March 07, 2010

Flathead homesteading worth commemorating?

CSKT Council pulls out of Flathead Reservation homesteading centennial celebration

By Vince DevlinReversing an earlier decision, the Confederated Salish and Kootenai Tribal Council has elected not to participate in a commemoration this year of the 100th anniversary of the Flathead Indian Reservation being opened to homesteaders.

The decision will "significantly change" plans that were two years in the works, according to Lois Hart, president of the Polson Flathead Historical Museum.
How the tribe feels:The federal government's decision to open the land to homesteaders, successfully fought for more than two decades by Chief Charlo before it happened in 1910, is certainly seen in different lights by reservation residents who are tribal members, and those who are not.

"There are obviously mixed feelings about it," Hart said in a 2009 interview with the Missoulian.
The outrage of land allotment:Indian families were given first choice on 80- to 160-acre tracts of land. Some 2,460 signed up, but many more, upset that their reservation was being opened to white settlers, refused to participate.

Land left after the Indians had chosen their acreage was declared "surplus," and made available to nontribal members.
Comment:  This land rush opened up a particular reservation to the white man's thievery. How is that something to celebrate or even commemorate? Rather, we should be condemning it as one of the many outrages perpetrated on Indians by the US government.

For a similar controversy in Oklahoma, see Countering Land Run Celebrations.

Below:  The Oklahoma land rush. "We're rugged, self-reliant individualists who pull ourselves up by the bootstraps. Now give us our free Indian land, dammit!"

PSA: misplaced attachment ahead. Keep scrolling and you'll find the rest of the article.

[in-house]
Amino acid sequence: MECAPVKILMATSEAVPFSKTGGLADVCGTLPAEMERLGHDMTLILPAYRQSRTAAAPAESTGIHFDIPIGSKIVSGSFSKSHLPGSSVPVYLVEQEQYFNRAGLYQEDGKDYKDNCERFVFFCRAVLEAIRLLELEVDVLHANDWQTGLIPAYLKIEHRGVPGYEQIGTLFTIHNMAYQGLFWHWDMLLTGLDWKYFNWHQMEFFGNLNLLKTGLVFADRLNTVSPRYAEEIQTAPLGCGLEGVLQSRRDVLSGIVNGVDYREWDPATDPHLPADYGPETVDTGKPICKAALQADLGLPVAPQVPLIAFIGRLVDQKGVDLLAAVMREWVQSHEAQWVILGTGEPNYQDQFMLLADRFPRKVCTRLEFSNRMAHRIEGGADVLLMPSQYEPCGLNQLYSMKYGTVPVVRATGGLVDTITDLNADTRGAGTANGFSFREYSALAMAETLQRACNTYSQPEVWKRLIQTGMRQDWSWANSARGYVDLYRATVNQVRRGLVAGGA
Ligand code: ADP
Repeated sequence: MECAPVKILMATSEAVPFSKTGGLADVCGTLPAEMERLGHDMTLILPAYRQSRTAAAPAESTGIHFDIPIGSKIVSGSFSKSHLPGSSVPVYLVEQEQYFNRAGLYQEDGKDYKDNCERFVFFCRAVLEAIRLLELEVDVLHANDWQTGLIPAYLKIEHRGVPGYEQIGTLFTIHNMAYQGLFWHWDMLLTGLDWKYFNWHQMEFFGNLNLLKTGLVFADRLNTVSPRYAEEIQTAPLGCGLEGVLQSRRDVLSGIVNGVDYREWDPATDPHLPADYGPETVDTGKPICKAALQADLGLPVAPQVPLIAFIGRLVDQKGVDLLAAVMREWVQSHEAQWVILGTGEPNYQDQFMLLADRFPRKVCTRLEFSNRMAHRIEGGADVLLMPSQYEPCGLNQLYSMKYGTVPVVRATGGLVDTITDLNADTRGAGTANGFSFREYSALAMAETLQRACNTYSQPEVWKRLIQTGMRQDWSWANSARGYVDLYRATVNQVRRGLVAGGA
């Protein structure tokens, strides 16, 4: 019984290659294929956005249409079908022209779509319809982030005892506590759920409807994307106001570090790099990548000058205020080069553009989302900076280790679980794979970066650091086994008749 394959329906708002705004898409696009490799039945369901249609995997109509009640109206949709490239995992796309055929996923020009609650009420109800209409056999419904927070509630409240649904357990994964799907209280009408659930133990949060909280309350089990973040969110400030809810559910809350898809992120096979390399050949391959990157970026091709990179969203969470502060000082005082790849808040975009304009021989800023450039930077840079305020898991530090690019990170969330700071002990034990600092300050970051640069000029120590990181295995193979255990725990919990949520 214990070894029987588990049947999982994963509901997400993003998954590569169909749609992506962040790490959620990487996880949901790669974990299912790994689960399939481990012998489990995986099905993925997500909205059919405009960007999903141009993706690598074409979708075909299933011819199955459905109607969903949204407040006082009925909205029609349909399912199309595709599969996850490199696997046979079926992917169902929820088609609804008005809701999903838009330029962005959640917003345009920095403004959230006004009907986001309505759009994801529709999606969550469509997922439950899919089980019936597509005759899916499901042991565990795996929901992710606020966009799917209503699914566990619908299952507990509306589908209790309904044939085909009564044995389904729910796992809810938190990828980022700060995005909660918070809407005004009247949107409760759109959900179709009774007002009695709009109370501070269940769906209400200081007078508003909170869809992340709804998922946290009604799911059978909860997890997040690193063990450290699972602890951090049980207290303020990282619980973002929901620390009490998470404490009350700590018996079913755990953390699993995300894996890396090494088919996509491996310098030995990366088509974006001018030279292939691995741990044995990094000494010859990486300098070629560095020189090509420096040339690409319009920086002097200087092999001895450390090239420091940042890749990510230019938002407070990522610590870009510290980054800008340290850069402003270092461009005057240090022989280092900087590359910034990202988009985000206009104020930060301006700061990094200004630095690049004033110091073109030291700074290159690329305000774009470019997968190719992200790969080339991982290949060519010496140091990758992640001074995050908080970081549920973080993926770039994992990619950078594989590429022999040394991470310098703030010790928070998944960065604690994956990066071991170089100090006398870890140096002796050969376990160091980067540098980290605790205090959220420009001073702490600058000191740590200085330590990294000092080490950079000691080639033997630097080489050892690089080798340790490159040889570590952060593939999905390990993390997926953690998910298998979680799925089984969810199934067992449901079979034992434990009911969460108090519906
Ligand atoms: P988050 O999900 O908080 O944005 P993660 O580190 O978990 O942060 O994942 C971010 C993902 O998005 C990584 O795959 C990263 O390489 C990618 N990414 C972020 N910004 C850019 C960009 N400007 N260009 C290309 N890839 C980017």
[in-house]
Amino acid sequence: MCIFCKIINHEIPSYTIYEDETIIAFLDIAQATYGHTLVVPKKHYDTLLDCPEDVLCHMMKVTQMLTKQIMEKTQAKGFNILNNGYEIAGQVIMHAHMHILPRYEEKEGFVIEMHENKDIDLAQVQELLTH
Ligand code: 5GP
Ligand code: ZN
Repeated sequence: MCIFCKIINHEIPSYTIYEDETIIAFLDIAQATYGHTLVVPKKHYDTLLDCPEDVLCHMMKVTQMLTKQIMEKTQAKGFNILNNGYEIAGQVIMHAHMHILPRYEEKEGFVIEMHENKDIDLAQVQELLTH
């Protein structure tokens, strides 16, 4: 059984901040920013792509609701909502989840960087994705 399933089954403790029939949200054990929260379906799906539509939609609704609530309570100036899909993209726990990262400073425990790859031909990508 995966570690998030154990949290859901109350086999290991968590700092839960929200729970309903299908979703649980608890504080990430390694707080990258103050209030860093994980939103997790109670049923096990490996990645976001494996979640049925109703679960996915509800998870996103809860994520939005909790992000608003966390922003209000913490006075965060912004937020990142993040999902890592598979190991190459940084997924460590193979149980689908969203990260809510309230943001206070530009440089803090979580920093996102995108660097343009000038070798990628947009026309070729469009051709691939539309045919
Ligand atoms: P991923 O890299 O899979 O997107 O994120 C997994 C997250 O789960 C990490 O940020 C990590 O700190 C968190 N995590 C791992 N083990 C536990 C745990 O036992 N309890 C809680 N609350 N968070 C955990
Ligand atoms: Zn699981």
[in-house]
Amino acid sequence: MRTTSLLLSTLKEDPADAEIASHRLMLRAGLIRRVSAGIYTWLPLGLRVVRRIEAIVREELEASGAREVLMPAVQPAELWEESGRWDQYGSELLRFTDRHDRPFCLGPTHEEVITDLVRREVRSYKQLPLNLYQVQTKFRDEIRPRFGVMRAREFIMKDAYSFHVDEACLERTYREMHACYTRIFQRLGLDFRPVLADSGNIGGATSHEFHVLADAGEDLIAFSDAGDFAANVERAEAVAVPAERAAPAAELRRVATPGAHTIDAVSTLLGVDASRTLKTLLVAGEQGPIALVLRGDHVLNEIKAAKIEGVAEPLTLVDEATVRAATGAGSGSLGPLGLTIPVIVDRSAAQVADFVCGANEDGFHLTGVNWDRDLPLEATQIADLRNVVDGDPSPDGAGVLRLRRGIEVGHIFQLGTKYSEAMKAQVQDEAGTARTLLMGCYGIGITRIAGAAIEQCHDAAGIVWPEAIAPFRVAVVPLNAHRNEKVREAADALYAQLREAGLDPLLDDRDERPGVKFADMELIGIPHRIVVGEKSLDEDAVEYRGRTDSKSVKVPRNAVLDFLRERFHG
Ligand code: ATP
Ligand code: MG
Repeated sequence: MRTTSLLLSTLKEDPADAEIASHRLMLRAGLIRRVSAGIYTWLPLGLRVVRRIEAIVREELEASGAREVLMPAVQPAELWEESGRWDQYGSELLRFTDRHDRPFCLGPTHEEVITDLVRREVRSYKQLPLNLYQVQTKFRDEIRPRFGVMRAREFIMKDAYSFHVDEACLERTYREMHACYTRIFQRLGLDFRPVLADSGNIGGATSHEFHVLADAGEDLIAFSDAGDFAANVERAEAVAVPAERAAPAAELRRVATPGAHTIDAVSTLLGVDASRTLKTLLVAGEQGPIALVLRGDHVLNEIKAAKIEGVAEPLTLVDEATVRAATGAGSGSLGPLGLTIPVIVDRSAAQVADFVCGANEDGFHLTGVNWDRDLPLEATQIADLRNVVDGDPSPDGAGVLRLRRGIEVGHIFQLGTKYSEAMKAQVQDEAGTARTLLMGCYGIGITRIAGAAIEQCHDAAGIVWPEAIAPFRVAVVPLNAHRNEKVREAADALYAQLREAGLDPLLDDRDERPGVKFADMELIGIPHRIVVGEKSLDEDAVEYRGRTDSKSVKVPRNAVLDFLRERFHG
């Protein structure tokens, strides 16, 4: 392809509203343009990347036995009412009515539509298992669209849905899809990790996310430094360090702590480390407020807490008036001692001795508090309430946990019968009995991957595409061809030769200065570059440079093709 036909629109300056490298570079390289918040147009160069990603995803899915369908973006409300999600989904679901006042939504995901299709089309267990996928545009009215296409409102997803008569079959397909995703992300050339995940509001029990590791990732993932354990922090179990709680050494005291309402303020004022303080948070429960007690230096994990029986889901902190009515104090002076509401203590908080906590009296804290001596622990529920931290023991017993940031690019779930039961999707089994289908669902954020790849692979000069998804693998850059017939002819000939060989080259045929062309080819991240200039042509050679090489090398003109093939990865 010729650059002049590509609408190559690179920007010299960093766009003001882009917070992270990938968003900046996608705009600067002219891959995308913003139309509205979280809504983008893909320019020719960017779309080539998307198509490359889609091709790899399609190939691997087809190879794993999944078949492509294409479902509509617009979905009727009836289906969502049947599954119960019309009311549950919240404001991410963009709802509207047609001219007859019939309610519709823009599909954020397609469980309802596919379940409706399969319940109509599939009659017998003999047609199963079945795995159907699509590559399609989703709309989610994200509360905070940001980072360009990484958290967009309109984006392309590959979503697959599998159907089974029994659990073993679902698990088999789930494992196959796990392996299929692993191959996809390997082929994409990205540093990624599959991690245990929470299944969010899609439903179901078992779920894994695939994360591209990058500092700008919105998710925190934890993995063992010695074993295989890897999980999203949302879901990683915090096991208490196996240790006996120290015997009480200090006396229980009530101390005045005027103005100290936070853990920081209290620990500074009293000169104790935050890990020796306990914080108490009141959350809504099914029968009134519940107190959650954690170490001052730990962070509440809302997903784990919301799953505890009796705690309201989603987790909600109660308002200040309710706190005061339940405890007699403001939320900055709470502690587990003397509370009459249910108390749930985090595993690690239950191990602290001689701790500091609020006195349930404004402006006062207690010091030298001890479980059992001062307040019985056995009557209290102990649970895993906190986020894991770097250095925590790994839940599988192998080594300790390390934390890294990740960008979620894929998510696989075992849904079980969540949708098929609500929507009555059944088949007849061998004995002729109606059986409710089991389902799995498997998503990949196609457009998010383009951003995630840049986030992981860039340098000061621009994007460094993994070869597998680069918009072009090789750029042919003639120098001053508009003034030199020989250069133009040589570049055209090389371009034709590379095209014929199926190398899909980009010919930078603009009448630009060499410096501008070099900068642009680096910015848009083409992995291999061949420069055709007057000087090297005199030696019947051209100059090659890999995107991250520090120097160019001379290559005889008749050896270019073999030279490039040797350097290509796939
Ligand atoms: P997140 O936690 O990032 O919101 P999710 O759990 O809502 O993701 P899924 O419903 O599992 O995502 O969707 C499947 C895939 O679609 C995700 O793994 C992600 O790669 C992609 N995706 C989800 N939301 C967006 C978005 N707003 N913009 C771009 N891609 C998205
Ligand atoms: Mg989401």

1 comment:

Unknown said...

While in college, I participated in a discussion with regards to this very subject. The class was 20th Century Latino Literature and the students varied in genetic background. Given the college has one of the highest percentages of Native American students in the country, I can comfortably say that the class population represented a good amount of minority opinion. Two of us grew up in Oklahoma. I attended a school, that despite a name that you would find offensive and most likely stereotypical, did cater to tradition and tried to integrate Native American heritage/culture into the curriculum. How many people can say they attended a pep rally that had traditional Absentee Shawnee dancers in full regalia? However, when it came spring time, while I was in grade school, we would reinact the Oklahoma Land Run. Yes, Indians, African Americans, Asians, Caucasions would all get together at the start line, run to stake our little piece of the football field, then sit and eat our brown bag lunch. As children we saw nothing wrong with this, but as adults, we understand the irony. It's amazing what education does for you.